For more than a quarter-century, Jonna Mendez traveled exotic corners of the globe as a CIA operative, often in disguise and wielding tiny spy cameras just like the ones that made James Bond famous.

Now retired, she has a new title this holiday shopping season: Kids' Gift Detective for Target Corp.

The Minneapolis-based cheap-chic retailer has long partnered with fashion designers, makeup artists, famous architects and chefs to create unique products, but the alliance with supersleuth Mendez may well be its most unusual. It comes a time when toys are a crucial part of Target's holiday sales, during a retail season that is expected to be tepid.

The new assignment for Mendez involves crafting covert tips to help moms suss out what kids really want for Christmas, ways to surreptitiously peek at letters to Santa, and suggestions for hiding gifts in plain sight from ever-curious children — all inspired by her "years spent as a top-secret agent," Target declares. The pointers are published for all to see on the retailer's blog,, complete with cartoon illustrations featuring Mendez in a sassy red trench coat and fedora.

"Target called me out of the blue," Mendez said in a recent interview. "I really don't know a thing about merchandising, but I do have a son. They convinced me that a lot of the skills I acquired over the years could help moms treat Christmas like a covert operation. So I said, 'Sure, I'm in.' "

Covert mission

Target decided early on that kids' holiday gifting is akin to completing a top-secret spy mission, or so the marketing narrative goes. "And who better to help with a covert mission than a CIA agent?" spokeswoman Erin Conroy said in a statement. Mendez came to the fore right away. "Jonna is well-known as a public speaker about her experience as former CIA Chief of Disguise and author of the book "Spy Dust." We love that she is also a mom."

Mendez retired in 1993 as the agency's top disguise expert and now lives in rural western Maryland with her husband, Tony, the famed ex-spy played by actor Ben Affleck in the Oscar-winning movie "Argo." Tony Mendez led the derring-do operation that rescued six U.S. diplomats from Tehran during the Iranian hostage crisis 34 years ago.

The past year has been a busy one for the couple, given all the hoo-ha over the film. "When Tony and I are not doing spy-related things, we're doing art-related things, including our gallery," said Mendez, who still bears a slight drawl from her native Kentucky. (She's a creative photographer, and her husband paints.)

Mendez rose through the CIA's ranks at the height of the Cold War, and at a time where there weren't many female contemporaries. She was recruited by the CIA while working at a bank in Germany and traveled the world over in Europe, the Far East and the Indian subcontinent. "I've been to more places than I haven't," she said.

Mendez eventually became a technical operations officer overseas, specializing in clandestine photography — helping agents in the field with tiny spy cams and bugs. "This was the office at the CIA that closely resembled the Q office in James Bond movies," she said, referring to the gee-whiz gadgetry that defined the dashing British agent. She concealed cameras in lipsticks, cigarette lighters, even buttons.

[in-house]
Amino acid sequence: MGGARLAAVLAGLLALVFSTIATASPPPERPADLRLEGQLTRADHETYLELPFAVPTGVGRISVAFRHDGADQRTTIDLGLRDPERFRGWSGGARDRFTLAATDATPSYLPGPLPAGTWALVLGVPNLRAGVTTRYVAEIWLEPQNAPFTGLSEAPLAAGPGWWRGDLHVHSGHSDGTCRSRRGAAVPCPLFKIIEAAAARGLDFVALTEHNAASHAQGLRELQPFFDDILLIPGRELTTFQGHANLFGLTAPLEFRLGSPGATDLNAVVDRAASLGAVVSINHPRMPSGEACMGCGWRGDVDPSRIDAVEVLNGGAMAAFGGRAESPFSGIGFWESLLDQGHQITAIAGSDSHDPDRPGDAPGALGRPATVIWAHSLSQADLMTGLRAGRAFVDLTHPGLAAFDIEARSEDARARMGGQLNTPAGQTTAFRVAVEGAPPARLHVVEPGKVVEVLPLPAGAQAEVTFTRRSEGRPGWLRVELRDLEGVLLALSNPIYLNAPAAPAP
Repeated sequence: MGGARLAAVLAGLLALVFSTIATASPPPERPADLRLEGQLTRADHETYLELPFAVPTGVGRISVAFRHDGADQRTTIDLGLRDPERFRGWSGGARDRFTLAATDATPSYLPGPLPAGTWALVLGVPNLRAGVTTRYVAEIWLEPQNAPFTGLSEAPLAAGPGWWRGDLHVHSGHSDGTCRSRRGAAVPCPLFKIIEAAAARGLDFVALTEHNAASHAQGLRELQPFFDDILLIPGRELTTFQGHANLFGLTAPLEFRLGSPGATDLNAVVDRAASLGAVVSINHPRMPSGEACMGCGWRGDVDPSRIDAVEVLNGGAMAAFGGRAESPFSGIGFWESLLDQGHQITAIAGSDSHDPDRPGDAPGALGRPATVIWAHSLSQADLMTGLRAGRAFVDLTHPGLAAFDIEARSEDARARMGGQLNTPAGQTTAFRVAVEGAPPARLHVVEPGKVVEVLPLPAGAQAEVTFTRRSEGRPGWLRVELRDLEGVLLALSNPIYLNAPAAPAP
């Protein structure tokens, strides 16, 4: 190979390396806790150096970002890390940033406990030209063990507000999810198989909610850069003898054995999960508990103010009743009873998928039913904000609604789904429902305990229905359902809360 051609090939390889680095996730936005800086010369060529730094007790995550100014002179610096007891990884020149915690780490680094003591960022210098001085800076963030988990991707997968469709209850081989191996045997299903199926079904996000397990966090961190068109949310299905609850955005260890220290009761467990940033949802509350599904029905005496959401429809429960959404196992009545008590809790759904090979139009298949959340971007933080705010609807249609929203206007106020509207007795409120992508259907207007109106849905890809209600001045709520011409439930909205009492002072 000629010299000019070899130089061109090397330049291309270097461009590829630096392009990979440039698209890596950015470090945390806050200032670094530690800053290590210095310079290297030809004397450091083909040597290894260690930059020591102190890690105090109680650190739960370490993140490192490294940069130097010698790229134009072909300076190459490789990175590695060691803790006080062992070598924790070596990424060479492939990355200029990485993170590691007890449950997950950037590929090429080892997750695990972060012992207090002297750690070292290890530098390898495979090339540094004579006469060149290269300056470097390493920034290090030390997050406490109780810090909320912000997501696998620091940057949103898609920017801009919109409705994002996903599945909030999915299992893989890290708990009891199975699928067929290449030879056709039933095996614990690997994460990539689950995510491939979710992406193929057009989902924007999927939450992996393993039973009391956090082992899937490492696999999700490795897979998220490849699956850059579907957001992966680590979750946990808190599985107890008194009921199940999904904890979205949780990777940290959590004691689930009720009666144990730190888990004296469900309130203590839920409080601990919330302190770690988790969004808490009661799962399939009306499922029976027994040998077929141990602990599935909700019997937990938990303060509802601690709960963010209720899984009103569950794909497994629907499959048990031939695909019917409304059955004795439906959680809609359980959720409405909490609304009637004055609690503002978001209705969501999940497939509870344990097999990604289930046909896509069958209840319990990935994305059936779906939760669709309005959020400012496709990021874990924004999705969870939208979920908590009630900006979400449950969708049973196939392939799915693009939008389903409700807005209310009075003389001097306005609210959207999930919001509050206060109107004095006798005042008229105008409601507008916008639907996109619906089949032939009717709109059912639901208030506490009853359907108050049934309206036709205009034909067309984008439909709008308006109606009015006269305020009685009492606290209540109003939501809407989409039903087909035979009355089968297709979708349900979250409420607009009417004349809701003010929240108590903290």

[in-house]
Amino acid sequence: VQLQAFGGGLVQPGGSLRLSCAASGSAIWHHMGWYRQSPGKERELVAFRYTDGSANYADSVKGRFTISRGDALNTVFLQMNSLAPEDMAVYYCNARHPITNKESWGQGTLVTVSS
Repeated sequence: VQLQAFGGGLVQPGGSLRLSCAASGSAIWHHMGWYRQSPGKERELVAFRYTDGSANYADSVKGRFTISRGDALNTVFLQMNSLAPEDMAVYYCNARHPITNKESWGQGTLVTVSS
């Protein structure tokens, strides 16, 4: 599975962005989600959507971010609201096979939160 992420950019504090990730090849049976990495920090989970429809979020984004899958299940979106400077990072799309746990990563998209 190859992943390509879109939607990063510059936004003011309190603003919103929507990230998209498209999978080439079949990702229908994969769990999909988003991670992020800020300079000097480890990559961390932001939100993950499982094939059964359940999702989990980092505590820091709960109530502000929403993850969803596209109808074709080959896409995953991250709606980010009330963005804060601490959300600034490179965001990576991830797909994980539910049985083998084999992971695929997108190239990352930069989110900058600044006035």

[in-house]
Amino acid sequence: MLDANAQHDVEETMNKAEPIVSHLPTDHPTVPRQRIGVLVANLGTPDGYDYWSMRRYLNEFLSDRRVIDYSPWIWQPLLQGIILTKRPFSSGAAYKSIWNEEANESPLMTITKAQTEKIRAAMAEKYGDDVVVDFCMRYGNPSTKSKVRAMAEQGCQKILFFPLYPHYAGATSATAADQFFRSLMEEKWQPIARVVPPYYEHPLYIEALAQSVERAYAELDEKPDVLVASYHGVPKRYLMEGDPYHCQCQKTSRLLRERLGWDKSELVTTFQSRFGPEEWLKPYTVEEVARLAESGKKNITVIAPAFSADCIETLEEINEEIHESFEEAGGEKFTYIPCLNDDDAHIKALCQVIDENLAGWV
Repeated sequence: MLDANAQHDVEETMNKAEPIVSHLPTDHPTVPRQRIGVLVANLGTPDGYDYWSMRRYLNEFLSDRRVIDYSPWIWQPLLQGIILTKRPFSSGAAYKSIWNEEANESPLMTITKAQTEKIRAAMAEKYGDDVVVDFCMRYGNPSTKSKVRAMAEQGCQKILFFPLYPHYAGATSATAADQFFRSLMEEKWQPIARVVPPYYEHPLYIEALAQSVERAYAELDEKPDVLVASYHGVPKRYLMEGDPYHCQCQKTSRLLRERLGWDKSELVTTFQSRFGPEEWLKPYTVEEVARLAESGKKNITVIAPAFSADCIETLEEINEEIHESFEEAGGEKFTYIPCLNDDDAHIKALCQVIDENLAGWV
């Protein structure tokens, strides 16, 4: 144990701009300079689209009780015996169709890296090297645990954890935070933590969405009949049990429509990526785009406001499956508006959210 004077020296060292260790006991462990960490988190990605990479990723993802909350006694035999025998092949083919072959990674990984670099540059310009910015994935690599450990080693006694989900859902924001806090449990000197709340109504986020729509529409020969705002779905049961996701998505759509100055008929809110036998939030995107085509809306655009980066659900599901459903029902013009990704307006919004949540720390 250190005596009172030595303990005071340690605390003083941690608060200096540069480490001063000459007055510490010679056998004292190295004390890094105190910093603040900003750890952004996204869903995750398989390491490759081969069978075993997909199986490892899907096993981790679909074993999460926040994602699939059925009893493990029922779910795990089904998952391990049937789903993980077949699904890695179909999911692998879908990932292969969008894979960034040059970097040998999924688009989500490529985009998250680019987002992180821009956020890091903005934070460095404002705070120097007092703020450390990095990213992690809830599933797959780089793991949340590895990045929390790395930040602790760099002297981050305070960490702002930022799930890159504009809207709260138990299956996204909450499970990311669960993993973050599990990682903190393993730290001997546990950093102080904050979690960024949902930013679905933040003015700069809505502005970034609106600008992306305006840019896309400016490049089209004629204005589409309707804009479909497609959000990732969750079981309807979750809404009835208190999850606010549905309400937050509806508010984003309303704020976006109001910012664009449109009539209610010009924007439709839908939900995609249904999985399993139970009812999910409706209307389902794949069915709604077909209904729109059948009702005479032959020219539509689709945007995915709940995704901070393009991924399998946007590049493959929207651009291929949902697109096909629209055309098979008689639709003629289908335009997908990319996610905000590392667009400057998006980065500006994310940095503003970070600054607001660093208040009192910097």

A master of disguise

In the mid-1980s she returned to Langley, becoming an expert in disguise, often outwitting the KGB, Stasi and DGI, Cuba's intelligence agency — the spy apparatchik of the day.

"We can change most everything, your gender, your ethnicity, we could make two of you," Mendez said, before quickly noting, "I can't really talk about it," since some of the tricks are still classified. "It really was the best job you could imagine."

Mendez's new assignment — put bluntly — involves coaxing shoppers (especially time-pressed moms) to frequent Target this holiday season. "We thought it would be a fun and whimsical way to approach kids' gifting, also to help parents," said Scott Nygaard, Target's senior vice president of hard lines. "It's surprisingly difficult for parents to find out what kids want." (Target would not reveal financial terms of the Mendez partnership.)

Tracy Morrison, a Twin Cities mom of three who blogs at, says she could use a little help with her kids' gift lists, "but mostly I get help from them."

"My kids make a Santa list that they share with me and we 'mail' it off to him," she said in an e-mail. "None of my kids have loved talking to Santa, but they do believe (even my 11-year old) and make a list each year. Without this list I'm not sure I'd know what to buy." Morrison added that she doesn't think tips on hiding gifts would help her much. "My kids aren't major snoopers."

Family budgets are tight

The gift detective is one of many promotions Target is rolling out for the holidays — expected to be a tough one, since there are six fewer shopping days this year, and many family budgets remain tight in a skittish economy. Last month, the National Retail Federation predicted sales in November and December to increase just 3.9 percent to $602 billion, a marginal increase over last year's 3.5 percent increase. While clothing and gift cards are the top two gift categories, more than 44.3 percent of people said in a NRF-commissioned survey they plan to buy toys this season.

"This sounds like a fun branding project," said senior analyst Amy Koo of Kantar Retail, when asked about the gift detective promotion. "It's a little unusual. I'm not sure it will move the needle much on sales."

But Mendez said out-sleuthing kids has proved to be fun and a tad challenging. "The more I got into it, the more unique and interesting it became," she said.

Janet Moore • 612-673-7752